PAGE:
a modern crypto messaging format

We know from re-implementing PGP's message format (RFC 4880) ourselves (here), it has a lot of issues. Some make life difficult for implementers, but others are problems for end users too:

1. PGP encryption doesn't reliably authenticate the sender.

PGP encrypted messages aren't authenticated by default. Even when you add signing, however, they're vulnerable to a "surreptitious forwarding attack". Normally when you read an encrypted message you know that you were the intended recipient, because the message is encrypted to your public key. When that message is also signed, you technically still know that it was encrypted for you, but you don't know whether the encrypter and the signer were the same person. If Alice signs-and-encrypts a message to Bob, Bob can decrypt the message and then reencrypt the same signed message for Charlie. The result is a message that appears to be from Alice to Charlie, even though that might not be how Alice intended it.

2. GnuPG will output data that doesn't verify.

If you run gpg --decrypt on a corrupt message, it will print the plaintext to stdout, and you'll only find out if the message is bad at the end, after you've streamed out unsigned data. Try it on this message signed by Jack's key:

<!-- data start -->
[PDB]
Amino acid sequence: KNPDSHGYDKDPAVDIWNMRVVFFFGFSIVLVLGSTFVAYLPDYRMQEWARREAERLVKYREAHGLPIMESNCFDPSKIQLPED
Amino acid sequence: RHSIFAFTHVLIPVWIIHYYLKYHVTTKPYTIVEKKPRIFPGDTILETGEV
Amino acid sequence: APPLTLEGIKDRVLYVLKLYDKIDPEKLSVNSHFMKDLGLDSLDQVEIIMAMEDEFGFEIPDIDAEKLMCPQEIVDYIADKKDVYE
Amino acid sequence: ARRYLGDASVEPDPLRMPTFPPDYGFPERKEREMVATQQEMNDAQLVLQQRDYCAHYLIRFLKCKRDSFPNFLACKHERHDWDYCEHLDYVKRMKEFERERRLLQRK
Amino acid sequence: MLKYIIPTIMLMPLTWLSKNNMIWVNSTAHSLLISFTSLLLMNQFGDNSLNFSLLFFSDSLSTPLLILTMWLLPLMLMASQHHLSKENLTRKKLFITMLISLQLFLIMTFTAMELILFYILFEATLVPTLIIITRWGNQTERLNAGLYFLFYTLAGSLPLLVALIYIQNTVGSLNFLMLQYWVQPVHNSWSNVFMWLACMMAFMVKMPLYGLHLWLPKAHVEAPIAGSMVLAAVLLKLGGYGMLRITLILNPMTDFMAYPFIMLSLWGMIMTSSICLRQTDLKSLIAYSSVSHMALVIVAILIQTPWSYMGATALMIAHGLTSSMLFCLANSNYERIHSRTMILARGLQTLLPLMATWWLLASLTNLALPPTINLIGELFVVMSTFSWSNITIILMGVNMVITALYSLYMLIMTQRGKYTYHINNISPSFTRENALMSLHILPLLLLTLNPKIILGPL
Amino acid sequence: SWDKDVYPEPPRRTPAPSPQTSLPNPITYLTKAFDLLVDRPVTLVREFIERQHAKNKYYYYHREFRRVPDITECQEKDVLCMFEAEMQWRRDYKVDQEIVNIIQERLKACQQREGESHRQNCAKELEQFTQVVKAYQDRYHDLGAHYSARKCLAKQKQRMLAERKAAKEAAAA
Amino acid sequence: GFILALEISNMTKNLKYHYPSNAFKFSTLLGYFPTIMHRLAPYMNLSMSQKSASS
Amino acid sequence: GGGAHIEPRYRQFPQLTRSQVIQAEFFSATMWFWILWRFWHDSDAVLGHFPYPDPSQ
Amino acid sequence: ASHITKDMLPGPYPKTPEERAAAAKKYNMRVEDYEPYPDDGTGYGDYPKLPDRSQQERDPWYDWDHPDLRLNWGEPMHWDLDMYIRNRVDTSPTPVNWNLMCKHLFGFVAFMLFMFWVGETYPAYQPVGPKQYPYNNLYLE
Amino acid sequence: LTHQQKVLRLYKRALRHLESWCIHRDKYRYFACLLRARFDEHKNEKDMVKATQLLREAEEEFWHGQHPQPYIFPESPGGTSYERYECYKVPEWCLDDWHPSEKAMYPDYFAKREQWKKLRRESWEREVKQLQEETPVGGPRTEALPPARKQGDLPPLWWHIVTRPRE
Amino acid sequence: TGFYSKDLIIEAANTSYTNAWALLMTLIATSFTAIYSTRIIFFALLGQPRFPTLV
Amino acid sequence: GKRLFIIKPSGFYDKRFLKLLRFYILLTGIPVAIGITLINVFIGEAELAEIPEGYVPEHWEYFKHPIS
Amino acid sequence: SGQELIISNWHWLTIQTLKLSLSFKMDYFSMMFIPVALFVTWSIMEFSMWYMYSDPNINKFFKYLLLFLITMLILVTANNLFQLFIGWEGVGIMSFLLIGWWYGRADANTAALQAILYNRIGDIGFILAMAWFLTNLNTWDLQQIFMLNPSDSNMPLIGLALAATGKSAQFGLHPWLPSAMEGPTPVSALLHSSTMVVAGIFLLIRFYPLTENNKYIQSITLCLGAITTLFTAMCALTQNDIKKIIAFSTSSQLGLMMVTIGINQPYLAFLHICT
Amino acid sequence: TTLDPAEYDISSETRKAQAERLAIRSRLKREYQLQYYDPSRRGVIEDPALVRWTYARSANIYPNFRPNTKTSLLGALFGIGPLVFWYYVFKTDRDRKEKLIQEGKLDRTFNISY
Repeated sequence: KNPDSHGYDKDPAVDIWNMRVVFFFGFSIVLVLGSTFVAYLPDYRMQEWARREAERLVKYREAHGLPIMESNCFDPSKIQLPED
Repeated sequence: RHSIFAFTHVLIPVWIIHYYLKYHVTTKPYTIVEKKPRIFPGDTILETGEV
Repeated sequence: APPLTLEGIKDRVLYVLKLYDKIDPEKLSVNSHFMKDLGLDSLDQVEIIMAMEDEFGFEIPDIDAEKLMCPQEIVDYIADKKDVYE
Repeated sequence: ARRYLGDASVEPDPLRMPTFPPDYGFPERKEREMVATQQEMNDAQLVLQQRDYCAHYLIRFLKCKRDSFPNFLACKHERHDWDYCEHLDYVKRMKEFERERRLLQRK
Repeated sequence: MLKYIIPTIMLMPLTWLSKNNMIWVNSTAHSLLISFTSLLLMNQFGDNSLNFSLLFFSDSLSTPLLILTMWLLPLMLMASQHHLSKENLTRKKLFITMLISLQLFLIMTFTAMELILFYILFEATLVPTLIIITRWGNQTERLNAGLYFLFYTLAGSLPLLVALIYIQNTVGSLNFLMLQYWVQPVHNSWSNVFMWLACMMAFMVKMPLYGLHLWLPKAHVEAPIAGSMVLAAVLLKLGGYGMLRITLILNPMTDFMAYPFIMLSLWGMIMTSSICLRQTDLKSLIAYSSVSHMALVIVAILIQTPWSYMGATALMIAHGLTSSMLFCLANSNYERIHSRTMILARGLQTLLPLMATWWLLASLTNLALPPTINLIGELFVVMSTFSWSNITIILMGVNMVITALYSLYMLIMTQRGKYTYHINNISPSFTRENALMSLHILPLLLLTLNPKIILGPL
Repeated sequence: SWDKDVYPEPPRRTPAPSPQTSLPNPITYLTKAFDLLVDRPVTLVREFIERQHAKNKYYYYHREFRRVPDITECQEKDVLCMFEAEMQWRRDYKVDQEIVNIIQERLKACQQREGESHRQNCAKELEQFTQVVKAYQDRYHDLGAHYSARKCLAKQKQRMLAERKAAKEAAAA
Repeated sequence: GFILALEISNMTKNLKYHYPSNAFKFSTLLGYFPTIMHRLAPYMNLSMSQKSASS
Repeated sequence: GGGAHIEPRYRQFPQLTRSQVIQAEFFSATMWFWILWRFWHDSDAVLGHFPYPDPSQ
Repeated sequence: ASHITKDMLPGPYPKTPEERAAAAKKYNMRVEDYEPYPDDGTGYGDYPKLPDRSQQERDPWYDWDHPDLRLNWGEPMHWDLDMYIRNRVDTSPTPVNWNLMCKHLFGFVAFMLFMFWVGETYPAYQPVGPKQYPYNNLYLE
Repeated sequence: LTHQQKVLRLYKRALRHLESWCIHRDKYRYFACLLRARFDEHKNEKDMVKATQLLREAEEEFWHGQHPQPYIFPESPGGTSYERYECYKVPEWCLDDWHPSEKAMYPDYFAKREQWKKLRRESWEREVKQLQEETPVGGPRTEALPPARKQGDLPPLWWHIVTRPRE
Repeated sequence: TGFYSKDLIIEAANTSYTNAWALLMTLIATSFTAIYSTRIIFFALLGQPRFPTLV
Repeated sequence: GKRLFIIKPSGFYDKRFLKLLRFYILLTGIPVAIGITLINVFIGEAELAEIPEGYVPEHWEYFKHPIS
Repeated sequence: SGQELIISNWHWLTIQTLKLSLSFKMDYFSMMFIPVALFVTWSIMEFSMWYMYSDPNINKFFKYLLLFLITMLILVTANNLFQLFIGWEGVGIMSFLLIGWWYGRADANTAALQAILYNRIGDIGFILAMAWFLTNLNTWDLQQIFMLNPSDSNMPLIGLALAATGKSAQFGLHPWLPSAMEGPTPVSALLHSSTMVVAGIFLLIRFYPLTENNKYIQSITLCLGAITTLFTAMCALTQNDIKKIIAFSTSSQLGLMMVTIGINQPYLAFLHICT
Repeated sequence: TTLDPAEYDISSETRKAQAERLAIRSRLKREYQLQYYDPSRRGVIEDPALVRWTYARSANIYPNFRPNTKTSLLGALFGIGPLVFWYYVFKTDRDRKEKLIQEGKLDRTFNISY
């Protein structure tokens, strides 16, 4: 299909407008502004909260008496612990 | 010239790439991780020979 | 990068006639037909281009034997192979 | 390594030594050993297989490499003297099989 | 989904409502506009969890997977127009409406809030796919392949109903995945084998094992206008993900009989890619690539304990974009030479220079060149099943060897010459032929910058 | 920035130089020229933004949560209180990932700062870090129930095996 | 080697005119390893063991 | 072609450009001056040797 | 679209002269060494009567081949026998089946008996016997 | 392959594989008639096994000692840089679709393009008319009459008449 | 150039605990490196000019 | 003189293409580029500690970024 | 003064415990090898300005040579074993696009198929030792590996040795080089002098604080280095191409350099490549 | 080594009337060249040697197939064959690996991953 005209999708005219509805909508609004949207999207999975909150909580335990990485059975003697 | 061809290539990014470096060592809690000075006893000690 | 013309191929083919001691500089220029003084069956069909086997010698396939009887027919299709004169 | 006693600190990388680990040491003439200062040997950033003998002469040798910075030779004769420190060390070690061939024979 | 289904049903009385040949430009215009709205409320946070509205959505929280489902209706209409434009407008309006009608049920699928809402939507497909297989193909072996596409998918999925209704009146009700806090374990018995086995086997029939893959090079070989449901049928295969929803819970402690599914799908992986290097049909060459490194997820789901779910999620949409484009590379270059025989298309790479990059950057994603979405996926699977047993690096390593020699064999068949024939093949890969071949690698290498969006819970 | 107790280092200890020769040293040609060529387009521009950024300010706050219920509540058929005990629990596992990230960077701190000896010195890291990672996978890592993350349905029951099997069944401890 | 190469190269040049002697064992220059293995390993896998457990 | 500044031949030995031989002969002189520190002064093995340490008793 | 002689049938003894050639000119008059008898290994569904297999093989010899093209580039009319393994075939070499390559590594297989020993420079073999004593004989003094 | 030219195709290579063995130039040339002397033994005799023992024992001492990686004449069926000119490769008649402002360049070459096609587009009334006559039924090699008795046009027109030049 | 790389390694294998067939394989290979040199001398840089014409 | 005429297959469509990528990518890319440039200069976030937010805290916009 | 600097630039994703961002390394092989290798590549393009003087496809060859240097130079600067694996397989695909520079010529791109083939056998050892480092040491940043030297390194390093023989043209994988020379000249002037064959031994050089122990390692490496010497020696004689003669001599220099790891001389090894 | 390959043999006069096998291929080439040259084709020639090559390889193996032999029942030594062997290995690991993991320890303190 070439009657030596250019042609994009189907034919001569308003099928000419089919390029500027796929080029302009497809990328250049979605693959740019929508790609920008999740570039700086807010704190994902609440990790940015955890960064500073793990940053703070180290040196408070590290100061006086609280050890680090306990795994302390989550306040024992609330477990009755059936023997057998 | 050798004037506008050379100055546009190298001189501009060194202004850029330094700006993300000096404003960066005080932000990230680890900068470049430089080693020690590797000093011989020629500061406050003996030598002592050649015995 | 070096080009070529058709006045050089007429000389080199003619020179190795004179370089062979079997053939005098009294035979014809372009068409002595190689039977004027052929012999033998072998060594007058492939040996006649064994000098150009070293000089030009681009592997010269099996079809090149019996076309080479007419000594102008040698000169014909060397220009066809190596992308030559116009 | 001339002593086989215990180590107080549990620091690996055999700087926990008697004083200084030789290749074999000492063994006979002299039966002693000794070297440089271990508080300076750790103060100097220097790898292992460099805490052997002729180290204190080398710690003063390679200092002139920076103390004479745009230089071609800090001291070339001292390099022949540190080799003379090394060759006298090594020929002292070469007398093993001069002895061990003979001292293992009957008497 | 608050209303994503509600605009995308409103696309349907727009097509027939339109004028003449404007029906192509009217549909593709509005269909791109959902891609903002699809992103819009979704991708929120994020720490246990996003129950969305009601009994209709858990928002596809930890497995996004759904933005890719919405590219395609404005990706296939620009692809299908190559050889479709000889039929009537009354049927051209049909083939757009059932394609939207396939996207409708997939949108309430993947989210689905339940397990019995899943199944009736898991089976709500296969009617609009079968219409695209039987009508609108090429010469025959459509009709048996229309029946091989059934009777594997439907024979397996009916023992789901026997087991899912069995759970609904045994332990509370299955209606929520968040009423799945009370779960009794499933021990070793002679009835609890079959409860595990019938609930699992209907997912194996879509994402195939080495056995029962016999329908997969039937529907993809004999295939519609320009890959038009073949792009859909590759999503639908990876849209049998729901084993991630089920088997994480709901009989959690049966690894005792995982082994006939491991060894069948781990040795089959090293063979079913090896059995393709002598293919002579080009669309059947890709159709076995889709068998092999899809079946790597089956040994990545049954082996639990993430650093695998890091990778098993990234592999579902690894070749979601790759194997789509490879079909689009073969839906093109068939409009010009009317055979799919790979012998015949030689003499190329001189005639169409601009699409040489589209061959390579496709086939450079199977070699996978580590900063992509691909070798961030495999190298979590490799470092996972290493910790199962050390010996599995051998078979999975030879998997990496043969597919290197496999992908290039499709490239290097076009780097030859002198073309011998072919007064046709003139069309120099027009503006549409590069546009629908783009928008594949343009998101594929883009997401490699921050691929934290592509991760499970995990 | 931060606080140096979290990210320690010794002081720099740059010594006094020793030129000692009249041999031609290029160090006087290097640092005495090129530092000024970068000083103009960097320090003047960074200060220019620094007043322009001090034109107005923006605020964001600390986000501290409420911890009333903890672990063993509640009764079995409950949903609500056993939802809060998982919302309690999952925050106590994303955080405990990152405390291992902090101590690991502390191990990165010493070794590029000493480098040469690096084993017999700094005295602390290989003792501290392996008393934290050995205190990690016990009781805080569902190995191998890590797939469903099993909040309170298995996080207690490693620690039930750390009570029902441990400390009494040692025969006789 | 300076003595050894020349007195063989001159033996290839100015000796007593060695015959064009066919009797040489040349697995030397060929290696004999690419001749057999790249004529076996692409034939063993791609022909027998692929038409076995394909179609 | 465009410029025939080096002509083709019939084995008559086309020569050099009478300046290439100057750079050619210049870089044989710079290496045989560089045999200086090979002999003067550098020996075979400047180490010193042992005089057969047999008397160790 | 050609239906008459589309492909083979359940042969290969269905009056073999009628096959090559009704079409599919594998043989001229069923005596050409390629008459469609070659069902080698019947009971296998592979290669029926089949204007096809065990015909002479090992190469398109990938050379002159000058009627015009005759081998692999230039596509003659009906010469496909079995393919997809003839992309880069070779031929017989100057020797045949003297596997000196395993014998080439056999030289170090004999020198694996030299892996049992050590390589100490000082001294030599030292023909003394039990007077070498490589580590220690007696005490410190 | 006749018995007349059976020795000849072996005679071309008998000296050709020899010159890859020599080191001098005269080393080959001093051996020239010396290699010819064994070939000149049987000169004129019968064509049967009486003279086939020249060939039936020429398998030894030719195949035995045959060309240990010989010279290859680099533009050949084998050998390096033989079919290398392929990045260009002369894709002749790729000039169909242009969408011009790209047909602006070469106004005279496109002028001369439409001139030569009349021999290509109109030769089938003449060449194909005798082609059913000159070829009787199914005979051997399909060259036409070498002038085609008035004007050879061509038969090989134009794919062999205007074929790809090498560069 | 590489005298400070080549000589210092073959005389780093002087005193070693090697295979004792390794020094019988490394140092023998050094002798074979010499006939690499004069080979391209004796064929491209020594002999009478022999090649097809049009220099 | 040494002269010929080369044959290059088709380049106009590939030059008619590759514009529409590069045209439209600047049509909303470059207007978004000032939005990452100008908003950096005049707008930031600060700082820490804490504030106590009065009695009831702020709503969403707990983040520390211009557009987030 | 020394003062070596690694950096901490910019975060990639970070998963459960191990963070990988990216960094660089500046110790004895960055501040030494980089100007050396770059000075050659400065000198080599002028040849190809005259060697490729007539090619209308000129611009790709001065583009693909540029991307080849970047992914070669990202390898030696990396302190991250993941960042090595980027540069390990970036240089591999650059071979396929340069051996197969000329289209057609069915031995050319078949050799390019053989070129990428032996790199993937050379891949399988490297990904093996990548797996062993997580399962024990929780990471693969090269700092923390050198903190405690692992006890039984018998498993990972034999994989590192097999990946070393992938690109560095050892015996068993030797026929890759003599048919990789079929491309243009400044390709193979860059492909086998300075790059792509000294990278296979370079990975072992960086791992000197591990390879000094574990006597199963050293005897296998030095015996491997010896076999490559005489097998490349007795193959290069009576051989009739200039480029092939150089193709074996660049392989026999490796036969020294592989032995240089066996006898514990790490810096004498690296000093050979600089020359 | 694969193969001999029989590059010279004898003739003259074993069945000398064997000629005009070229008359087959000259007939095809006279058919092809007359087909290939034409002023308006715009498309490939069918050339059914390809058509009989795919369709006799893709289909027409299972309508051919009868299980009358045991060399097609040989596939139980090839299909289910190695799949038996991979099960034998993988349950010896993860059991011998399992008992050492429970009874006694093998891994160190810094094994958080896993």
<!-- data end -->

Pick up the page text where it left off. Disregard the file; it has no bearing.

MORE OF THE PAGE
Version: GnuPG v2


3. Anonymous recipients aren't fully anonymous.

Even with the --hidden-recipient flag, RSA encryption leaks some information about the recipient's key.

4. PGP ASCII armor isn't friendly to modern apps and phones.

One of many manglings

Almost all apps, email clients, chat clients, and web pages do post-processing on the text people post. PGP's whitespace pattern, use of hyphens and slashes, and header lines are not friendly. You shouldn't have to edit a message by hand before passing it off to your crypto program.

5. Lack of Constraints Can Be Dangerous

PGP's strategy of composable, nested streams is a headache to implement and allows attackers to craft messages that explode memory usage. There are workarounds, but the underlying problem is that the spec gives message crafters too much flexibility.

6. It's 2020 and PGP Still Hasn't Kicked SHA1 to the Curb

The spec requires key fingerprints to be output by SHA1. That hasn't bitten PGP yet but who knows. And for whatever reason, modern PGP clients will still accept signatures and keys that use SHA1, often with dire consequences.